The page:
JEFFERSON CITY - Internet service providers and a variety of telecommunications agencies came before legislative committees urging rejection of a plan to deregulate broadband Internet service by telephone companies.
Currently, companies that provide only Internet access are not regulated by the state. But the rates and practices of telephone companies are regulated by Missouri's Public Service Commission.
That brings Southwestern Bell Telephone Company (SBC) and its broadband Internet service under PSC authority.
Both House and Senate committees heard testimony Tuesday on bills that would exempt companies providing both Internet and telephone services from regulation of their prices for Internet service -- leaving state regulation only for telephone services.
But opponents of the bill claimed that technical wording of the legislation could also deregulate SBC's telephone services as well as allow SBC to monopolize the high-speed Internet industry in Missouri.
"What little competition we now have, which is virtually nothing for residential and local providers and also in rural areas where there is no competition, the promise would be totally eliminated as soon as this bill would pass," said John Coffman, acting public counsel for the PSC.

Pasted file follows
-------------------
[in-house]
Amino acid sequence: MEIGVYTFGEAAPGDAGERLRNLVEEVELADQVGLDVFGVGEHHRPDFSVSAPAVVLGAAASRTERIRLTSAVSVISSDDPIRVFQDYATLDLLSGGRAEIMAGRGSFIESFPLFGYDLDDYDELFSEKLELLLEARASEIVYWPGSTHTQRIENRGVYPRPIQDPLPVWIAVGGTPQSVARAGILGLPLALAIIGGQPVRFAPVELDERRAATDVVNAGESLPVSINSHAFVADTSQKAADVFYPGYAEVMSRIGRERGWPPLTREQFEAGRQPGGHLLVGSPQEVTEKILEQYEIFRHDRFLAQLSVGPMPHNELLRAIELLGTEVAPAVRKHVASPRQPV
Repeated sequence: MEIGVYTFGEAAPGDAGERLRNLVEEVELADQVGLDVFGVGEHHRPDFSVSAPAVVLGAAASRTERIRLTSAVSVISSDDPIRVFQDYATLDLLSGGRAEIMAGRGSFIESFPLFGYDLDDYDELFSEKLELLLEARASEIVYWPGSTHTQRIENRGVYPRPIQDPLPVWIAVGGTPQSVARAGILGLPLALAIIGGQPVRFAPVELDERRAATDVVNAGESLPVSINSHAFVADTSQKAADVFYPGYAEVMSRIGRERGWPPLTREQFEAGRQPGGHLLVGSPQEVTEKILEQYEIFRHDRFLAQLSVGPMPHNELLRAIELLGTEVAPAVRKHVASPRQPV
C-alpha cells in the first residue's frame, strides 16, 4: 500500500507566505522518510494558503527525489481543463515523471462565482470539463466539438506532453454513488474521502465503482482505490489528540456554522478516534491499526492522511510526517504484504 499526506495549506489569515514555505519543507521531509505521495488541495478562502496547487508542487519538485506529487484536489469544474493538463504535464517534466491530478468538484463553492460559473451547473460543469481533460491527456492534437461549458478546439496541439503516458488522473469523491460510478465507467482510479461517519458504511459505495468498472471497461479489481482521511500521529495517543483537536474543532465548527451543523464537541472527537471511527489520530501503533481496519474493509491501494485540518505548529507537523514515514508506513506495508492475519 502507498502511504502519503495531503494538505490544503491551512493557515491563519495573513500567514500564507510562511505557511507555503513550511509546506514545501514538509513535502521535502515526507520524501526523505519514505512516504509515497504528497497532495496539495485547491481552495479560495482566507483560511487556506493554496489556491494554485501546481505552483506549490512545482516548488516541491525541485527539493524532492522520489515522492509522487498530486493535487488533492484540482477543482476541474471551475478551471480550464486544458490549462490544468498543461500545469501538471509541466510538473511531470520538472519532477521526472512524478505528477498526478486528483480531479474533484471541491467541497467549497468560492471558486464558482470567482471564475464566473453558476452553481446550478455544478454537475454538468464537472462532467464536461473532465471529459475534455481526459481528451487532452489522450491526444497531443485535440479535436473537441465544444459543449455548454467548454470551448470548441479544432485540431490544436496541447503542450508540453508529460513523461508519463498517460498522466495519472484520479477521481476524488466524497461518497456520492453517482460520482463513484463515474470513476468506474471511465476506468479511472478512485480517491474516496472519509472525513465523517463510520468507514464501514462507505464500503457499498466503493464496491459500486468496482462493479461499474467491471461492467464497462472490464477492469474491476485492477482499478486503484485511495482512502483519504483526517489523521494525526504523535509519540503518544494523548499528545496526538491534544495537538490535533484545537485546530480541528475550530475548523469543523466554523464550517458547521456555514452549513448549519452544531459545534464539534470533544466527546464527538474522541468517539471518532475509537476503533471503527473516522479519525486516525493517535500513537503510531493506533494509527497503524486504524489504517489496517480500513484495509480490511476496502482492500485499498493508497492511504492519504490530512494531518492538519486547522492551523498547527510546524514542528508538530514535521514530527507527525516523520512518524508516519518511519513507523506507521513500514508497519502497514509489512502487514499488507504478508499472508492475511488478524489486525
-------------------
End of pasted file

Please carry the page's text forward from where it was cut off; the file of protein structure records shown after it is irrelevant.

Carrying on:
But representatives for SBC argued that allowing it equal access to the market for high-speed Internet access would allow it to provide Internet access to a number areas in Missouri where local companies are currently unable to because of costs.
In addition, SBC said that because they invest a great deal in Missouri's economy, their being regulated would decrease the amount they invest and ultimately would be detrimental to Missouri's already suffering economy.
"More investment means increased job opportunity, increased tax revenue and other economic boosts for our state. It also means greater availability, choice and innovation in high-speed Internet and business services for Missouri families and businesses," said Cindy Brinkley, president of SBC in Missouri.
The cost of providing high-speed Internet connection to rural areas of Missouri is expensive and often not feasible for small local providers, SBC argued.
The bill's Senate sponsor -- Sen. Sarah Steelman, R-Rolla -- said the bill will allow high- speed Internet service providers, such as SBC, to provide Missourians the service more areas of Missouri.
"I believe that consumers will be better off because they will have better access to broadband throughout Missouri," Steelman said.
"This will ensure that there are companies that will go out and actually lay the infrastructure that is necessary to provide that service; extend that service to areas in Missouri where we don't otherwise have it."
But representatives from several smaller Internet providers in Missouri voiced skepticism of SPC's promise to provide the service to these areas.
Brian Becker, president of Poplar Bluff Internet Inc., which provides Internet service for approximately 15,000 customers in southeast Missouri said he doubts that SPC would live up to its promises.
"I can not, with a good heart, believe that SBC will fulfill that promise," said Becker.